This story is utter nonsense, not worthy of a wacky conspiracy theory of an alien invasion.
To offer Trump either the entirety of, or a brokerage commission on, the market value of 19.5% of Rosneft shares—even a 6 percent commission on $12 billion worth of Rosneft shares would amount to an astonishing $720 million—would deplete the cash that Putin desperately needed for military spending and budget deficits, all in return for a promise to lift sanctions if—and what a big “if”—Trump were elected. Rosneft, as a public company, would have to conceal that the U.S. president was a party to this major transaction. This remarkable secret-of-secrets seems to be bandied about to an Orbis “trusted compatriot,” a senior member of Sechin’s staff, and disclosed by Sechin himself. I guess there are a lot of loose lips in Rosneft offices.
The story of the purported bribe was picked up by the Russian liberal press directly from the Orbis report without comment but with a big question marks in the title “A 10.5 billion Euro bribe? Putin and Sechin gifted Trump 19.5% of Rosneft shares? This story has given Putin’s weak opposition the chance to accuse him of wasting national treasure on a stupid bribe.
The huge bribe for (perhaps) lifting the sanctions makes Nikita Khrushchev’s hare-brained schemes—for which he was fired—look eminently reasonable.
One of the few verifiable facts in the Orbis report is the key role played by Trump’s “personal lawyer” Michael Cohen. Cohen purportedly took over the negotiation of the Sechin deal, and, when the Kremlin got cold feet over its hacking campaign, it turned to Cohen to cover up the operation, meet with the Kremlin’s Presidential Administration, and make illicit payments to shut up and move the hackers to Bulgaria. A key meeting was held in Prague in August of 2016 with Cohen accompanied by three colleagues. The meetings took place in the offices of a Russian quasi-state organization, Rossotrudnichestvo.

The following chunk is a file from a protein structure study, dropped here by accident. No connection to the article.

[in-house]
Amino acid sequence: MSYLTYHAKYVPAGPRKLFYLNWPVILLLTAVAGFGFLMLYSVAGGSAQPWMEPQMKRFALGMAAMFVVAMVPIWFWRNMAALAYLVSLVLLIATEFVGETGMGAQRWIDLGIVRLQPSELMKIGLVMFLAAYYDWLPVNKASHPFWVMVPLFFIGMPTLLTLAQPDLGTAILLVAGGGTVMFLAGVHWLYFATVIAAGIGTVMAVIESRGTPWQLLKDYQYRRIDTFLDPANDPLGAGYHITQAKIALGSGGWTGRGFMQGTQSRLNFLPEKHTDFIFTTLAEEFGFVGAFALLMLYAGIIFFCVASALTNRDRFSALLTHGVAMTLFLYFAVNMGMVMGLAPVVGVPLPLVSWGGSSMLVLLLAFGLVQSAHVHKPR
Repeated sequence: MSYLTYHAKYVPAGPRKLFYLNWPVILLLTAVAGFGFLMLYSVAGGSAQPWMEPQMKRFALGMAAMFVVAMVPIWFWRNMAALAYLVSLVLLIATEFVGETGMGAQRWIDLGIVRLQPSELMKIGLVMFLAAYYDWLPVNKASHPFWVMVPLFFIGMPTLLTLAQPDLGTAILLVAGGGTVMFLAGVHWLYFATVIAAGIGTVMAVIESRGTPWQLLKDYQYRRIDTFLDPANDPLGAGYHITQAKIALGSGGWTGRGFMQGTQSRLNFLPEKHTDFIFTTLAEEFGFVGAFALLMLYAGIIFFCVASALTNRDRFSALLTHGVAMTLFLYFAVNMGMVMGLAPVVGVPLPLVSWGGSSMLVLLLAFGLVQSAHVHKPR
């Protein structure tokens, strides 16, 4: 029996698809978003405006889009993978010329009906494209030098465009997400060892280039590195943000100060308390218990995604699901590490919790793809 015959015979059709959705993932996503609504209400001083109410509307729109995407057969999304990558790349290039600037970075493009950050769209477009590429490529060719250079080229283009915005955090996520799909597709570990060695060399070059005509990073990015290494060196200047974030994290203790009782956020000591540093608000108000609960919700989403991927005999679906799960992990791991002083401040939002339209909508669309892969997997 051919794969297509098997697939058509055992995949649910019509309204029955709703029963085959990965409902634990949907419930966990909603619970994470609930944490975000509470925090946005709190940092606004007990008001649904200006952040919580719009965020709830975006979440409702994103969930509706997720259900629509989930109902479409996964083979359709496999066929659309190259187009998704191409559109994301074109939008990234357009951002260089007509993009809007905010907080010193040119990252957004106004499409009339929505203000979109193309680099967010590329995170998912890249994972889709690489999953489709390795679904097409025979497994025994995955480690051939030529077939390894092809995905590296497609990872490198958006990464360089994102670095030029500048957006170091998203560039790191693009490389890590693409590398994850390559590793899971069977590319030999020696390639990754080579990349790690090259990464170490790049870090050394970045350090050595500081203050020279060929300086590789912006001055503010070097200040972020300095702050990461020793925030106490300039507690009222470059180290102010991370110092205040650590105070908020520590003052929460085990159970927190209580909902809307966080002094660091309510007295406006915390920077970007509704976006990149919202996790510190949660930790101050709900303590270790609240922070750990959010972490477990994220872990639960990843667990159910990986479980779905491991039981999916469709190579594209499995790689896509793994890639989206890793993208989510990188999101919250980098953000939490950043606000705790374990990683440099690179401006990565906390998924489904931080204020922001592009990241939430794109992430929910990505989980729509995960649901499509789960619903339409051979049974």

Cohen has denied any such meetings with the Kremlin Presidential administration and claims never to have visited Prague. According to the Orbis report, Cohen engaged in potential criminal activities, such as illicit payoffs to hackers and the buying of their silence. I doubt that he will let such accusations pass.
Another noteworthy claim of the Orbis report is that Vladimir Putin personally directed Russia’s intervention in the 2016 campaign: “The TRUMP operation was both supported and directed by Russian President Vladimir Putin. Its aim was to sow discord both within the U.S. itself, but more especially within the Transatlantic alliance.” The Orbis report claims that Putin personally controlled the dossier compiled on Hillary Clinton and held by his spokesperson, Peskov. He ordered that any disposition of the Clinton file would be decided by him personally.